That is unfortunate. Perhaps it has something to do with the Chinese government rather than Disney's unwillingness to use actual steam trains. Or it could perhaps be the fact that authentic steam locomotives of the right type are becoming more and more difficult to find as well as expensive to import. It is probably even more expensive to build them from scratch. (btw, Steve, the second and third pictures in your post didn't show up.)

    EDIT: Upon copy pasting the links and looking more closely at the engine, it's not even a convincing replica. The lines are all wrong, and it is way too clean for a working steam engine. Even the most well-maintained steam locomotive has some grime on it.
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  8. #23

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    Re: 2/28: Station Story, Part II

    Wonderful article and pictures. Your articles make me miss E-Ticket magazine a little less.

    I am a bit saddened by the Hong Kong trains. Those trains look like modern toys. I doubt they shake and chug and smell like real trains and they certainly don't make me recall the great age of steam. The floral Mickey also looks rather sparse.

  9. #24

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    Re: 2/28: Station Story, Part II

    Yes, I don't know what is more sad; that they aren't using steam engines on the Hong Kong Railroad, or the very sparse and anemic looking Mickey floral display they greet guests with at the main gate.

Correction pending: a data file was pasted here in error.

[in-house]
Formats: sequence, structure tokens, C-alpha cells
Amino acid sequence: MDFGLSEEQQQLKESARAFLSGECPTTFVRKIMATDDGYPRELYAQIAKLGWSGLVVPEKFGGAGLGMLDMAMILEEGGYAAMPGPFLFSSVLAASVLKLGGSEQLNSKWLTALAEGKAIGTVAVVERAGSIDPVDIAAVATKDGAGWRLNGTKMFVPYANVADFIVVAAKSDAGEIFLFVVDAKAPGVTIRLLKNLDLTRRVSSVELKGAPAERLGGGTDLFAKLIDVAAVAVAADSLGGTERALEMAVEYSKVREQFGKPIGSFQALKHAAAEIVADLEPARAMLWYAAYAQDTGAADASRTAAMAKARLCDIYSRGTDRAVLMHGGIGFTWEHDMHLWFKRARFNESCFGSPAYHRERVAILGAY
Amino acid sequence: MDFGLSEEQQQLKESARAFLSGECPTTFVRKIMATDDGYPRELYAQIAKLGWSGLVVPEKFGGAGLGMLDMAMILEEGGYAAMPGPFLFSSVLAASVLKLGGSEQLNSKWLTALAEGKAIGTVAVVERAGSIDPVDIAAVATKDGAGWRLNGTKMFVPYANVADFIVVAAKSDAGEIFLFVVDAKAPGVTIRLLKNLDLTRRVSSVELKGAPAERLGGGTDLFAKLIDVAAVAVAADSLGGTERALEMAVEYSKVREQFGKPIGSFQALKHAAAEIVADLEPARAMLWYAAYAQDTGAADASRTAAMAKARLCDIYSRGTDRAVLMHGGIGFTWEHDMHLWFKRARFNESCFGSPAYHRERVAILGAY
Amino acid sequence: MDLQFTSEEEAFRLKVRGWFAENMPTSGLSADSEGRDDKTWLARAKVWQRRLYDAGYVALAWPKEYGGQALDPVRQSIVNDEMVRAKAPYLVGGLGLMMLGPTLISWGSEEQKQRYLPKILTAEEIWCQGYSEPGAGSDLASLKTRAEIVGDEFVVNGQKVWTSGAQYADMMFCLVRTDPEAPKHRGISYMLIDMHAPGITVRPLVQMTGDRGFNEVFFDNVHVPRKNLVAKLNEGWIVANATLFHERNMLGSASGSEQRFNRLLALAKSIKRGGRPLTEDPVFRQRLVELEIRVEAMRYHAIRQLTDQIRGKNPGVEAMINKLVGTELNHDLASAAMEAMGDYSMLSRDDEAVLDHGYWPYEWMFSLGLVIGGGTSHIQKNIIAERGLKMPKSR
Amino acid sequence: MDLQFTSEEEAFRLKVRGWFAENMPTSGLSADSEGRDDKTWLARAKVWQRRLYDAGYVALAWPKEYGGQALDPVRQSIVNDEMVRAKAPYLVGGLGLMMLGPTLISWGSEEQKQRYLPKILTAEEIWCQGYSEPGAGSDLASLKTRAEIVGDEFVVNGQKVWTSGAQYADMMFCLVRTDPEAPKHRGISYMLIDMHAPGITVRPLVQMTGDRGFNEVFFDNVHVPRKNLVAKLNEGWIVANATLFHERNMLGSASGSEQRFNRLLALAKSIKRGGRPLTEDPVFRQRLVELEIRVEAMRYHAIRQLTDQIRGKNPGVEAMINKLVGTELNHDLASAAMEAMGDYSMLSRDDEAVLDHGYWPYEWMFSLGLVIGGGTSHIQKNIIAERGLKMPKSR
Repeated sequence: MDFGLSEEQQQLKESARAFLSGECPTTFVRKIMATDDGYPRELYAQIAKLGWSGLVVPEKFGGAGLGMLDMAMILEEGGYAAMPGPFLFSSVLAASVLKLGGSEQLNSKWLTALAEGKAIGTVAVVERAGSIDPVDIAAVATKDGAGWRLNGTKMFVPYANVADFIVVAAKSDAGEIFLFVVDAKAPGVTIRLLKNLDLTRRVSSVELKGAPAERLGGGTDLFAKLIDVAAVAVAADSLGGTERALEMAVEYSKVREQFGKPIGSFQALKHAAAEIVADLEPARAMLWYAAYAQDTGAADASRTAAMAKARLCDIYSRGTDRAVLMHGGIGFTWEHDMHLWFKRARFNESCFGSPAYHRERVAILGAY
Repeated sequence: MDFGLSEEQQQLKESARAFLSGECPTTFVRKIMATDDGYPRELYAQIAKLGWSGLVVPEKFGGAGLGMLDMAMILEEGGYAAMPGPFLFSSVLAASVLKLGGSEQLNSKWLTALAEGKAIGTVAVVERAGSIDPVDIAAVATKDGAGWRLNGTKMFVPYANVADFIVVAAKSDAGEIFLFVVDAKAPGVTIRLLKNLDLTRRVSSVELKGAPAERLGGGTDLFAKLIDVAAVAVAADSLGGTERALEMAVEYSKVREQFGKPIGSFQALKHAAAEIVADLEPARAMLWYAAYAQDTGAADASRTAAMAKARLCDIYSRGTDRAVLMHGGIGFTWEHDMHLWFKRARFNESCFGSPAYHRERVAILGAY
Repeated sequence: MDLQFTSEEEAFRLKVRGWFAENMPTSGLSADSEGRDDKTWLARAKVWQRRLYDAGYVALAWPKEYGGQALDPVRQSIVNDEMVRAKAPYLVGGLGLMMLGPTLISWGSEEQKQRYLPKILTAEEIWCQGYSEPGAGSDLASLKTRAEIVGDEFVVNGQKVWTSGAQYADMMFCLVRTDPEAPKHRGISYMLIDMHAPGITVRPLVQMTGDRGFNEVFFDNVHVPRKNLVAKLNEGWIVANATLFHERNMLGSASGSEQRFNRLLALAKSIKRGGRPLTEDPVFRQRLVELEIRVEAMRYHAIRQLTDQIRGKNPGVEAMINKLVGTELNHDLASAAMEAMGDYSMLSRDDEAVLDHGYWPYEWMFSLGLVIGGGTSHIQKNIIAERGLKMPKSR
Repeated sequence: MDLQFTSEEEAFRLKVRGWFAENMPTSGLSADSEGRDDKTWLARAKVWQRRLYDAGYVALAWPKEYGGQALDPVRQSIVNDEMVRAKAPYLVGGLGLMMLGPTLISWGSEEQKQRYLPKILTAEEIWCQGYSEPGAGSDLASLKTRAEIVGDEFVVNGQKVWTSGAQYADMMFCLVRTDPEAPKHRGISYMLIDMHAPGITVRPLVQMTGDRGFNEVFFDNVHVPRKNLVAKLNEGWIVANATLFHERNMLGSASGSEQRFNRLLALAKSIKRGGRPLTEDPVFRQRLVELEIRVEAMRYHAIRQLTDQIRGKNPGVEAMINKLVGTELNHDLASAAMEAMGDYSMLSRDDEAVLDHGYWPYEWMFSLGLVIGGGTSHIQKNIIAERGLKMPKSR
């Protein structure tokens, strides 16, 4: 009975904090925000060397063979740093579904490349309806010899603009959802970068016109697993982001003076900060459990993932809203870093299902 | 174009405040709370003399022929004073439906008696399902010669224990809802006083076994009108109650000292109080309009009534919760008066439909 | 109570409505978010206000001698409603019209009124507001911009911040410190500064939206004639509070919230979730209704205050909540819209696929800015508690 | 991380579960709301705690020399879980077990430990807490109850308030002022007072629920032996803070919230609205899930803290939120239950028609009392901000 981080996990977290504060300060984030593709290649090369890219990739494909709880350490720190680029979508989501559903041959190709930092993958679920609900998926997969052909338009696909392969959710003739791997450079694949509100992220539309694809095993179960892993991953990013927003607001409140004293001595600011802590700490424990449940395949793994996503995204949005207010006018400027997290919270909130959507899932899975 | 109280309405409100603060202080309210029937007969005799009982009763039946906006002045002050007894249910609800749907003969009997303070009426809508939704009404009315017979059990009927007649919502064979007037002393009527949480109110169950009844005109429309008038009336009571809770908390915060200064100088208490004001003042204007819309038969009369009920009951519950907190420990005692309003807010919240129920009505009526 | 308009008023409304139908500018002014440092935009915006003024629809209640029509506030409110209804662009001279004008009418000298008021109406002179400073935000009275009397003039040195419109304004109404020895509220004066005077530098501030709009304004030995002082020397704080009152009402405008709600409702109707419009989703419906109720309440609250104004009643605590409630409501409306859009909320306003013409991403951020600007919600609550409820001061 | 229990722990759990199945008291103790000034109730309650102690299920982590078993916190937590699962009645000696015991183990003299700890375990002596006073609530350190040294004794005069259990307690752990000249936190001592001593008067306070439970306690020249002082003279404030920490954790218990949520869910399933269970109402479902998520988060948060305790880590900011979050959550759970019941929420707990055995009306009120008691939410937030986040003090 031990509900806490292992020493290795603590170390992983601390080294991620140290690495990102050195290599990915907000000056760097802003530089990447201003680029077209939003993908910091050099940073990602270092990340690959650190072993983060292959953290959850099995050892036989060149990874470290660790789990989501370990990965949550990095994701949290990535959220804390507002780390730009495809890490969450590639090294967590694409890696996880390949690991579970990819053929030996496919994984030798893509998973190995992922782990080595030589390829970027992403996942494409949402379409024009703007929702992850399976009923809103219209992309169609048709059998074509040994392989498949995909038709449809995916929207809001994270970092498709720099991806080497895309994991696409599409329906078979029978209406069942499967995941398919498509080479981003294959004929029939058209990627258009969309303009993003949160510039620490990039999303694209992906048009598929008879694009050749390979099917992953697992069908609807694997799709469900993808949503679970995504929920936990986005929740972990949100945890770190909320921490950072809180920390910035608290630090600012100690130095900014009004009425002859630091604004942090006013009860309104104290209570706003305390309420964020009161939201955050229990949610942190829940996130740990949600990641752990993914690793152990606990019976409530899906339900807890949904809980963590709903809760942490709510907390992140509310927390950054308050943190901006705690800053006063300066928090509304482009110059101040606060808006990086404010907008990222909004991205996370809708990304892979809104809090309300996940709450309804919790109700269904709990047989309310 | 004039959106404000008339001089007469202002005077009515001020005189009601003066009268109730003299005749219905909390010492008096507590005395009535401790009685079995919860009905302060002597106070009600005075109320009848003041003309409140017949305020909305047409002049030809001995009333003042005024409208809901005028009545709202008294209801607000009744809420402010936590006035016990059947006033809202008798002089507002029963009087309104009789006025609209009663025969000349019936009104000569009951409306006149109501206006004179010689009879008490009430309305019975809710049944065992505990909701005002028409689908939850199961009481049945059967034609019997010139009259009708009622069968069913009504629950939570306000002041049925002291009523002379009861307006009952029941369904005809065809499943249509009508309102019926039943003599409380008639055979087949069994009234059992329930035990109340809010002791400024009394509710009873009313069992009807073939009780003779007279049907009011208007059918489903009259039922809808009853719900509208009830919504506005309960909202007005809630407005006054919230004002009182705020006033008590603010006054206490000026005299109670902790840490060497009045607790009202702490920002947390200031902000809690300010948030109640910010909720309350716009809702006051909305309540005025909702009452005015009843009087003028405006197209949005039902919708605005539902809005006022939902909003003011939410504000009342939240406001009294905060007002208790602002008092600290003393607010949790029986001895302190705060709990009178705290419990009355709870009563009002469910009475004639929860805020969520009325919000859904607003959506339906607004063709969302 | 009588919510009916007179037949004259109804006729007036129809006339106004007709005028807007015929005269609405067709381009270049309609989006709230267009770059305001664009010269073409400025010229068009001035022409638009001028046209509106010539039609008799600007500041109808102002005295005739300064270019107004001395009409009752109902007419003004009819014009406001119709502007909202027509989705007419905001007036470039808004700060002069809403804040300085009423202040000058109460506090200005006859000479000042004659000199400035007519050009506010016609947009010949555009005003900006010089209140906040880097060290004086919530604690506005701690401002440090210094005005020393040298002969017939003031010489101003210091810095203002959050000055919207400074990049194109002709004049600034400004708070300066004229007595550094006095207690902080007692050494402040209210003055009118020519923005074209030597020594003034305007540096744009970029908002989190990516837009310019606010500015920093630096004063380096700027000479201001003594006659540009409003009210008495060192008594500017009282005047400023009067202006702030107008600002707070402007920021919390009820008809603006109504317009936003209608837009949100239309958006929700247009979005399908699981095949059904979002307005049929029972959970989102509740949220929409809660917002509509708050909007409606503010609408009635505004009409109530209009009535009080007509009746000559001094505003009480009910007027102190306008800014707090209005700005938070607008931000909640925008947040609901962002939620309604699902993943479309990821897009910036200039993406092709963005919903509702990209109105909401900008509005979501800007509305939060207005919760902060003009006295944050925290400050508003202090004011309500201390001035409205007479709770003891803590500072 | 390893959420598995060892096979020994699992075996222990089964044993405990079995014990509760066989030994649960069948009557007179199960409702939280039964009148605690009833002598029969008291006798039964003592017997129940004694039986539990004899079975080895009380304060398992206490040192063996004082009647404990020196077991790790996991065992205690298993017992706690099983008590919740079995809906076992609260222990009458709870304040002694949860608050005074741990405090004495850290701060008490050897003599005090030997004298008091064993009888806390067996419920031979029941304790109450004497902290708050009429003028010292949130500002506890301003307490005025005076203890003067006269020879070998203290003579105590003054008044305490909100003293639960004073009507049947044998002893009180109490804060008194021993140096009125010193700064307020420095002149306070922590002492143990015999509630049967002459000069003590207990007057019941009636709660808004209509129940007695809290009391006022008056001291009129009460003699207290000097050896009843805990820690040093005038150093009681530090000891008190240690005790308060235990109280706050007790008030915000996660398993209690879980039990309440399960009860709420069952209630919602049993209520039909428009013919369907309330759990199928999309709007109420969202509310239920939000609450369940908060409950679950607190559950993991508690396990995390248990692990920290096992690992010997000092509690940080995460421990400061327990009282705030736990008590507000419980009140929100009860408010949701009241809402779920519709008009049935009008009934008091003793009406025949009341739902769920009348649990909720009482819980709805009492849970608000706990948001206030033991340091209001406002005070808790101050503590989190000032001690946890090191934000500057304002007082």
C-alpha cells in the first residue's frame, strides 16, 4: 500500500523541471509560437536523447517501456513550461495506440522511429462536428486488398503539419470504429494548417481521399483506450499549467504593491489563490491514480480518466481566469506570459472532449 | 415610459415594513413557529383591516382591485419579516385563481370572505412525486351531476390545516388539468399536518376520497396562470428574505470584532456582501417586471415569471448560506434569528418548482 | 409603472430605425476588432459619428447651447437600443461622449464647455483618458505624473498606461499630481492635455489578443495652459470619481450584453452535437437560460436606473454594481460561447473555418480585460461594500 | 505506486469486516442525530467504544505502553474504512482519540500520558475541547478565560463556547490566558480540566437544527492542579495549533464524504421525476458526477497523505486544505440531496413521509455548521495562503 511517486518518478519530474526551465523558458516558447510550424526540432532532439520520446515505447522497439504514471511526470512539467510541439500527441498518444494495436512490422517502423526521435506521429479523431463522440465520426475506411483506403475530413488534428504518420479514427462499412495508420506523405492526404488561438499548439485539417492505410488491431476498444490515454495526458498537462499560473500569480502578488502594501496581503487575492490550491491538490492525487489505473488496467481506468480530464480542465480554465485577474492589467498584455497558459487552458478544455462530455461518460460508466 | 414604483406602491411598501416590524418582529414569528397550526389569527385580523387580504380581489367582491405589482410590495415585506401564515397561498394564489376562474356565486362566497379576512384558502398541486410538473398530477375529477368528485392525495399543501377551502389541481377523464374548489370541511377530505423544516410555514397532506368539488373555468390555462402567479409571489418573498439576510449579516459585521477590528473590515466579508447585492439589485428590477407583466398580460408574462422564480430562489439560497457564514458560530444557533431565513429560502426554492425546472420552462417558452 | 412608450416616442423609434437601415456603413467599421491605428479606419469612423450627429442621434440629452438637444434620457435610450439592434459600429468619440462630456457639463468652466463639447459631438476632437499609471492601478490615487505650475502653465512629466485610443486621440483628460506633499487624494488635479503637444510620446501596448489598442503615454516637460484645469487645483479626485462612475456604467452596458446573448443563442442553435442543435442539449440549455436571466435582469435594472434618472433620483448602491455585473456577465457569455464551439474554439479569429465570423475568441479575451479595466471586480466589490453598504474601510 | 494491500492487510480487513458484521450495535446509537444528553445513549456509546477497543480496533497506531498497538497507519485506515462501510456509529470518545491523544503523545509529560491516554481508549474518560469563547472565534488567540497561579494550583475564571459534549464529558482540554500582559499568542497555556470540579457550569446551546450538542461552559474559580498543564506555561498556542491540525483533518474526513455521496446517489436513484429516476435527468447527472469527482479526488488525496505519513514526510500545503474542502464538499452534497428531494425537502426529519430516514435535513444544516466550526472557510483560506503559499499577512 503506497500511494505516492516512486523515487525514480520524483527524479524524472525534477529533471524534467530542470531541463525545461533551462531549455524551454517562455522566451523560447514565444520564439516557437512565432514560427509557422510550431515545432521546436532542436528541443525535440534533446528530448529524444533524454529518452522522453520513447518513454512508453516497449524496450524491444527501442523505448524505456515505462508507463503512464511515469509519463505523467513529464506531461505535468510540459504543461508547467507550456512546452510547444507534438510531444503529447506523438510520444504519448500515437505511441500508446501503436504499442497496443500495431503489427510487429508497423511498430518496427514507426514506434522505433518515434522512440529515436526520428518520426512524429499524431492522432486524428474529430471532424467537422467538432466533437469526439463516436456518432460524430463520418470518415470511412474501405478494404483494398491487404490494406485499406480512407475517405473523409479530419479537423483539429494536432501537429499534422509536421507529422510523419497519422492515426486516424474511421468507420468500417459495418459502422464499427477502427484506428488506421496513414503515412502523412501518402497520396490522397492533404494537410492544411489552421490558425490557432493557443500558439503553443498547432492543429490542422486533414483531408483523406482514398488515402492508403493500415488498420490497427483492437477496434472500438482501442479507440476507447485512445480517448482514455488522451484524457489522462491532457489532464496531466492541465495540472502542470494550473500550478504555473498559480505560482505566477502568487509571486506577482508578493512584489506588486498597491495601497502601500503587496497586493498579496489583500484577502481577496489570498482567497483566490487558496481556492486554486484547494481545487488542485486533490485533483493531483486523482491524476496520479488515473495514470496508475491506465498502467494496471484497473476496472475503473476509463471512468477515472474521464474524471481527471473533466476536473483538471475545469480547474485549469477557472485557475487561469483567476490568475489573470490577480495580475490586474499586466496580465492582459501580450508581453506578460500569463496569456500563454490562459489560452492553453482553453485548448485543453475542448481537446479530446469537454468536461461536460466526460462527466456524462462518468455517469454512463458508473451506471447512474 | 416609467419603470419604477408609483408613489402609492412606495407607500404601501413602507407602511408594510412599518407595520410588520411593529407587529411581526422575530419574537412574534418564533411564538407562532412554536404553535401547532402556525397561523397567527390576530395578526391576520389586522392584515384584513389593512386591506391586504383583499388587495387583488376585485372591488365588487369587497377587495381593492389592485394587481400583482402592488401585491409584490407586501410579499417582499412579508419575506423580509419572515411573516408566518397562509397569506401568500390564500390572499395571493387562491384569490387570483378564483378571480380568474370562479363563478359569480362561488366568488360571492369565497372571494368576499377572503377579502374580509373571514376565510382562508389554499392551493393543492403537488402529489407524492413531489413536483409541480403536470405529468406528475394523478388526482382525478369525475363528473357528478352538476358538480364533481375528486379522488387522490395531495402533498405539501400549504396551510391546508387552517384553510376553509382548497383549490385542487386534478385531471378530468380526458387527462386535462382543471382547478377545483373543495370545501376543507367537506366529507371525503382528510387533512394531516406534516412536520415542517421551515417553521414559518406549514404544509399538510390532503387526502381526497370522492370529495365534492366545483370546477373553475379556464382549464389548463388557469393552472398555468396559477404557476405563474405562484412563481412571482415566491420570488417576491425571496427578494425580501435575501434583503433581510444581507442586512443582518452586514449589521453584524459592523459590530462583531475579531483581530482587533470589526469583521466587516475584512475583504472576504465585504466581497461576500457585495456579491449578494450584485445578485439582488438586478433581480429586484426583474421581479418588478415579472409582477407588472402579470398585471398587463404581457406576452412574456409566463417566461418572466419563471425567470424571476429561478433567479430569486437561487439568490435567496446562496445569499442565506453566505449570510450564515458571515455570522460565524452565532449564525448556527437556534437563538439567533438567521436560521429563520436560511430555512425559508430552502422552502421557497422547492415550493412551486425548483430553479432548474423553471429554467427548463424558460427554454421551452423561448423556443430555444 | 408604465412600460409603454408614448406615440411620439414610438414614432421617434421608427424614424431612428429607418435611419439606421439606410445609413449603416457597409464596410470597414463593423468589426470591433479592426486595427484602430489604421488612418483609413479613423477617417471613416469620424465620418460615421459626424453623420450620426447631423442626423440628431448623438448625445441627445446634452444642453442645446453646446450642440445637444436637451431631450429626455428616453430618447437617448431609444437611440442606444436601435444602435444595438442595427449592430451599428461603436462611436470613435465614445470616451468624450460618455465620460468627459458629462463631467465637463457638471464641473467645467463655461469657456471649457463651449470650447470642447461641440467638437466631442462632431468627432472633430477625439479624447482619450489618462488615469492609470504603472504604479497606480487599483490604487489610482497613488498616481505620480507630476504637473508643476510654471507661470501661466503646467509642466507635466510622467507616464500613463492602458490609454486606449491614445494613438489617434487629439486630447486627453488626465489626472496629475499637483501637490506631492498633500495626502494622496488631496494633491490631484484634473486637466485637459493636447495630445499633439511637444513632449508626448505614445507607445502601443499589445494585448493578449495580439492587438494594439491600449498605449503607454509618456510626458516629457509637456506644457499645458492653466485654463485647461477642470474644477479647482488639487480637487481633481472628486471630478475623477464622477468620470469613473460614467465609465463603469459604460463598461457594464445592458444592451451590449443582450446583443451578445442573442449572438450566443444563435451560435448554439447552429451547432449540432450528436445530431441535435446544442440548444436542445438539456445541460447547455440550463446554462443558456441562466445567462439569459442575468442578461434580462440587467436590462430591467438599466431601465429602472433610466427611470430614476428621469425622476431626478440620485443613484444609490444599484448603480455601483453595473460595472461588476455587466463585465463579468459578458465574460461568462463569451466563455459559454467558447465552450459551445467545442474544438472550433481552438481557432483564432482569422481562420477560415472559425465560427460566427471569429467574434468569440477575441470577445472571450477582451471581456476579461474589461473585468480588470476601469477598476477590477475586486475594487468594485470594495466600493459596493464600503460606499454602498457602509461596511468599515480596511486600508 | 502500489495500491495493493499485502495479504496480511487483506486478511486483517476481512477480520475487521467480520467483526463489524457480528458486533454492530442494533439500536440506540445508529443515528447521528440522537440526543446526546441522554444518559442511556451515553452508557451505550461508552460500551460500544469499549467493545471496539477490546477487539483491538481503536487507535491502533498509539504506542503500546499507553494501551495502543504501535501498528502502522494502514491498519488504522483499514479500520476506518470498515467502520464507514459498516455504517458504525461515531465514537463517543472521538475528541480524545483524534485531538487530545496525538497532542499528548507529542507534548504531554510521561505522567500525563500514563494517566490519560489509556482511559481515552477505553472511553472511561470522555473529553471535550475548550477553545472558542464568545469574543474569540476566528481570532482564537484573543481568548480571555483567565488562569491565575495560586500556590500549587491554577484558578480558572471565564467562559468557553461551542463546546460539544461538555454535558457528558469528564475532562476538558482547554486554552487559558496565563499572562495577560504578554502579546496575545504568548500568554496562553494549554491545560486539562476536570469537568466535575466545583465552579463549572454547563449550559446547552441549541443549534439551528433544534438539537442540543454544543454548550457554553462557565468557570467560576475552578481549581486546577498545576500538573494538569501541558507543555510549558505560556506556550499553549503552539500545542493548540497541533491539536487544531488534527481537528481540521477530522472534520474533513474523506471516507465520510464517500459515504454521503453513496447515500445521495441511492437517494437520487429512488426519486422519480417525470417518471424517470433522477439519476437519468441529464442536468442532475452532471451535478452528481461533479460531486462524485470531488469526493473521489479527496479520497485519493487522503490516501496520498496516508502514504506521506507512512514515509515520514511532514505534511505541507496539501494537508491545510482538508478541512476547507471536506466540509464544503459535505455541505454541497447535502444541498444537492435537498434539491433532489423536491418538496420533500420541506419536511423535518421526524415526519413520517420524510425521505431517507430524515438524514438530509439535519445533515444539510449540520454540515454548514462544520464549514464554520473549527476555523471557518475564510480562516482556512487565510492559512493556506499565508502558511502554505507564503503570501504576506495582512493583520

10. #25

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    Re: 2/28: Station Story, Part II

    Quote Originally Posted by BassBone View Post
    That is unfortunate. Perhaps it has something to do with the Chinese government rather than Disney's unwillingness to use actual steam trains....it's not even a convincing replica. The lines are all wrong, and it is way too clean for a working steam engine. Even the most well-maintained steam locomotive has some grime on it.
    Indeed, Hong Kong pollution regulations dicated that actual steam locomotives could not be used. As far as them not being convincing, you are right. Someone once said they appear "fabricated," lacking a lot of the roughness that comes from castings and such.
    Last edited by Steve DeGaetano; 03-01-2008 at 08:05 AM.

  11. #26

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    Re: 2/28: Station Story, Part II

    Quote Originally Posted by Steve DeGaetano View Post
    Indeed, Hong Kong pollution regulations dicated that actual steam locomotives could not be used. As far as them not being convincing, you are right. Someone once said they appear "fabricated," lacking a lot of the roughness that comes from castings and such.
    At least they went through the effort to make them look somewhat steam-like instead of going the ultimate cheap route and using pre-built diesels.
    The Right Honorable Count Boogie Bonz of Random, at your service.